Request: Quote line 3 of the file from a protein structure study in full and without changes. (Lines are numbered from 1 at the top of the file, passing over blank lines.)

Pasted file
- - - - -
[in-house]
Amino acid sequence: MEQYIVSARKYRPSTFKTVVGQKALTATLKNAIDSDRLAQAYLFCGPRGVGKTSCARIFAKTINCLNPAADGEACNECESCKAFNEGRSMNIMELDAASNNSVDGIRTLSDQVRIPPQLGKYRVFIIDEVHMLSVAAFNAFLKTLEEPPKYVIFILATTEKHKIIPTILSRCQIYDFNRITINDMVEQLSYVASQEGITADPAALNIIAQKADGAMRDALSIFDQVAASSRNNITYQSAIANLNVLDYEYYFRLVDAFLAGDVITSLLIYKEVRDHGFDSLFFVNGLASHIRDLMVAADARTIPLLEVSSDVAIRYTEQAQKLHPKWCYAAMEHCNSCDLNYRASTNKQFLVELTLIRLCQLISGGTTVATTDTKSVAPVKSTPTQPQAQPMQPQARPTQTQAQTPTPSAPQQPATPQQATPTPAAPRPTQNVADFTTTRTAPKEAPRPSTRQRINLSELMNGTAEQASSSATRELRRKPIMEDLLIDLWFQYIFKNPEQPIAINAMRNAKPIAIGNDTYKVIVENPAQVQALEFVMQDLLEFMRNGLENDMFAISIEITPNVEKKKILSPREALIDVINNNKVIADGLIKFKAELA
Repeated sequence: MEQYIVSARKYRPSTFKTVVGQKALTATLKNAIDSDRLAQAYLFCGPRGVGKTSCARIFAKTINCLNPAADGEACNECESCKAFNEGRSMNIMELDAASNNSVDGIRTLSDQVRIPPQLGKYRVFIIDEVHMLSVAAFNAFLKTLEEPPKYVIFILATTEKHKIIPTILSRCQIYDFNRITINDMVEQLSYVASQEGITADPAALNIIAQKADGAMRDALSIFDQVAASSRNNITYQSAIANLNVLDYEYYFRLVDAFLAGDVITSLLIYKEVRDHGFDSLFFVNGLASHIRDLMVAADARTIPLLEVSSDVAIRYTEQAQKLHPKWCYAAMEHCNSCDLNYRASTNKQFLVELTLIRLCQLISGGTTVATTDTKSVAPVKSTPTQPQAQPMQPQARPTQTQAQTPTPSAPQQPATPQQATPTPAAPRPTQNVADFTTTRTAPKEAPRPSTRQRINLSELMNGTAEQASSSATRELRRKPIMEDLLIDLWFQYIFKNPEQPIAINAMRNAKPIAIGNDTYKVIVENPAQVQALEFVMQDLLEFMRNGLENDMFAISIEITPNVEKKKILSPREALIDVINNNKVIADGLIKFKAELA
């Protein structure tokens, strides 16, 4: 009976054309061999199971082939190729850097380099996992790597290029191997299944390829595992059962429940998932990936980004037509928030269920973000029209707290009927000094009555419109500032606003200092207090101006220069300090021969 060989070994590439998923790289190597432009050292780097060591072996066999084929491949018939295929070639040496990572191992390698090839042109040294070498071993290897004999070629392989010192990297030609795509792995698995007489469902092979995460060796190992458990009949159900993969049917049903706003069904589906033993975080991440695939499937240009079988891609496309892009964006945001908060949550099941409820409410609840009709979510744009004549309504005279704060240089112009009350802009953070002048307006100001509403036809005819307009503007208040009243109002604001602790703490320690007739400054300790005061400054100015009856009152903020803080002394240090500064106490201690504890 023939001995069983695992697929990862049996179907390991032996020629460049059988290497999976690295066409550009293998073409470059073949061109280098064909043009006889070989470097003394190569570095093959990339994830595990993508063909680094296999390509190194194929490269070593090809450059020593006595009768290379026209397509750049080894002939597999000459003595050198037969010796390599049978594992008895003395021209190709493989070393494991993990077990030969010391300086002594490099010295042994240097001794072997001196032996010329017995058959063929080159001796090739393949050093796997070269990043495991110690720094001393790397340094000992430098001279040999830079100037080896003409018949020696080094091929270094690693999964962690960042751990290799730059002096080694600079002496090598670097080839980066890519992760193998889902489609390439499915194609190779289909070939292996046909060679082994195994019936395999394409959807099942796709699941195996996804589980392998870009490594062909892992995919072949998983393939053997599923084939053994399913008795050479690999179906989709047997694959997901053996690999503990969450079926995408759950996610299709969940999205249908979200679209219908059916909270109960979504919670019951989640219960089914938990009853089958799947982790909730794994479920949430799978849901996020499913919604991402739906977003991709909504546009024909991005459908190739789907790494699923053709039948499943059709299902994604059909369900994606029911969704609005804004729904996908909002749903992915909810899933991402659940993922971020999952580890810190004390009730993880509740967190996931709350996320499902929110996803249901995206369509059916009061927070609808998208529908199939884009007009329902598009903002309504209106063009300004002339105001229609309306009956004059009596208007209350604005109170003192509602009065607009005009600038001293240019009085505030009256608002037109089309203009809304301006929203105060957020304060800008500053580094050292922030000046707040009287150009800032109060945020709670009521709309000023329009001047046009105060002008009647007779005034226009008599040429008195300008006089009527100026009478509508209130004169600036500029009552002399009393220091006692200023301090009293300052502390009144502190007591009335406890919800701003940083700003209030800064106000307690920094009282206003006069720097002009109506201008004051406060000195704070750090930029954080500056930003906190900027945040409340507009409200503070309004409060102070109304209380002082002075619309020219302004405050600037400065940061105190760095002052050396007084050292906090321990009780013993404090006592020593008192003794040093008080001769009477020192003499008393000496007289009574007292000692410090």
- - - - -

Repeated sequence: MEQYIVSARKYRPSTFKTVVGQKALTATLKNAIDSDRLAQAYLFCGPRGVGKTSCARIFAKTINCLNPAADGEACNECESCKAFNEGRSMNIMELDAASNNSVDGIRTLSDQVRIPPQLGKYRVFIIDEVHMLSVAAFNAFLKTLEEPPKYVIFILATTEKHKIIPTILSRCQIYDFNRITINDMVEQLSYVASQEGITADPAALNIIAQKADGAMRDALSIFDQVAASSRNNITYQSAIANLNVLDYEYYFRLVDAFLAGDVITSLLIYKEVRDHGFDSLFFVNGLASHIRDLMVAADARTIPLLEVSSDVAIRYTEQAQKLHPKWCYAAMEHCNSCDLNYRASTNKQFLVELTLIRLCQLISGGTTVATTDTKSVAPVKSTPTQPQAQPMQPQARPTQTQAQTPTPSAPQQPATPQQATPTPAAPRPTQNVADFTTTRTAPKEAPRPSTRQRINLSELMNGTAEQASSSATRELRRKPIMEDLLIDLWFQYIFKNPEQPIAINAMRNAKPIAIGNDTYKVIVENPAQVQALEFVMQDLLEFMRNGLENDMFAISIEITPNVEKKKILSPREALIDVINNNKVIADGLIKFKAELA